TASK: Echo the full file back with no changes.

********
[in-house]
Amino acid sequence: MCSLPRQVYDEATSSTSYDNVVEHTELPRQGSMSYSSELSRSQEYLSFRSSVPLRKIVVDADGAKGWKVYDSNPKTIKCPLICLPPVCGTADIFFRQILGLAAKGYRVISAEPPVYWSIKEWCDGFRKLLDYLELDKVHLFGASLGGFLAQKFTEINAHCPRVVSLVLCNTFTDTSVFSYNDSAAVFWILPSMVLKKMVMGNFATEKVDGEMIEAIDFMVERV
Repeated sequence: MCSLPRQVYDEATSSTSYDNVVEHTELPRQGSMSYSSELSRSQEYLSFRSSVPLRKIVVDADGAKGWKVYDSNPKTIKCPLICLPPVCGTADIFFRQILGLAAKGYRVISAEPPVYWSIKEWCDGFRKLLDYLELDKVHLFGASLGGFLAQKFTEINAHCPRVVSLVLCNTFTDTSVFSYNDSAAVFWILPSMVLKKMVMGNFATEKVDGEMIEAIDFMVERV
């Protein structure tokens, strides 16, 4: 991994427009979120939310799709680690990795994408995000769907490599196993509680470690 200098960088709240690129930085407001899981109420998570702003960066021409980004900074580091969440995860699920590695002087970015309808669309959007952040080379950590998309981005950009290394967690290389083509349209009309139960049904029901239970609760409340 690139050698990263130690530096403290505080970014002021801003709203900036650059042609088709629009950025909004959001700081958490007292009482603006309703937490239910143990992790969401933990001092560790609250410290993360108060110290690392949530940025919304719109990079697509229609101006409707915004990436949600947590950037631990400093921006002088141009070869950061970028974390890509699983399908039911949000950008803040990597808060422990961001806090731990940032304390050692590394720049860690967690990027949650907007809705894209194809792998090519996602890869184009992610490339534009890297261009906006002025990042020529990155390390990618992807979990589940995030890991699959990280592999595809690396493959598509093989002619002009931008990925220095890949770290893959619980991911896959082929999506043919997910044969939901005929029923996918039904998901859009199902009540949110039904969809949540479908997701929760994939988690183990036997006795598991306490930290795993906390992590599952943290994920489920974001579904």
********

[in-house]
Amino acid sequence: MCSLPRQVYDEATSSTSYDNVVEHTELPRQGSMSYSSELSRSQEYLSFRSSVPLRKIVVDADGAKGWKVYDSNPKTIKCPLICLPPVCGTADIFFRQILGLAAKGYRVISAEPPVYWSIKEWCDGFRKLLDYLELDKVHLFGASLGGFLAQKFTEINAHCPRVVSLVLCNTFTDTSVFSYNDSAAVFWILPSMVLKKMVMGNFATEKVDGEMIEAIDFMVERV
Repeated sequence: MCSLPRQVYDEATSSTSYDNVVEHTELPRQGSMSYSSELSRSQEYLSFRSSVPLRKIVVDADGAKGWKVYDSNPKTIKCPLICLPPVCGTADIFFRQILGLAAKGYRVISAEPPVYWSIKEWCDGFRKLLDYLELDKVHLFGASLGGFLAQKFTEINAHCPRVVSLVLCNTFTDTSVFSYNDSAAVFWILPSMVLKKMVMGNFATEKVDGEMIEAIDFMVERV
């Protein structure tokens, strides 16, 4: 991994427009979120939310799709680690990795994408995000769907490599196993509680470690 200098960088709240690129930085407001899981109420998570702003960066021409980004900074580091969440995860699920590695002087970015309808669309959007952040080379950590998309981005950009290394967690290389083509349209009309139960049904029901239970609760409340 690139050698990263130690530096403290505080970014002021801003709203900036650059042609088709629009950025909004959001700081958490007292009482603006309703937490239910143990992790969401933990001092560790609250410290993360108060110290690392949530940025919304719109990079697509229609101006409707915004990436949600947590950037631990400093921006002088141009070869950061970028974390890509699983399908039911949000950008803040990597808060422990961001806090731990940032304390050692590394720049860690967690990027949650907007809705894209194809792998090519996602890869184009992610490339534009890297261009906006002025990042020529990155390390990618992807979990589940995030890991699959990280592999595809690396493959598509093989002619002009931008990925220095890949770290893959619980991911896959082929999506043919997910044969939901005929029923996918039904998901859009199902009540949110039904969809949540479908997701929760994939988690183990036997006795598991306490930290795993906390992590599952943290994920489920974001579904």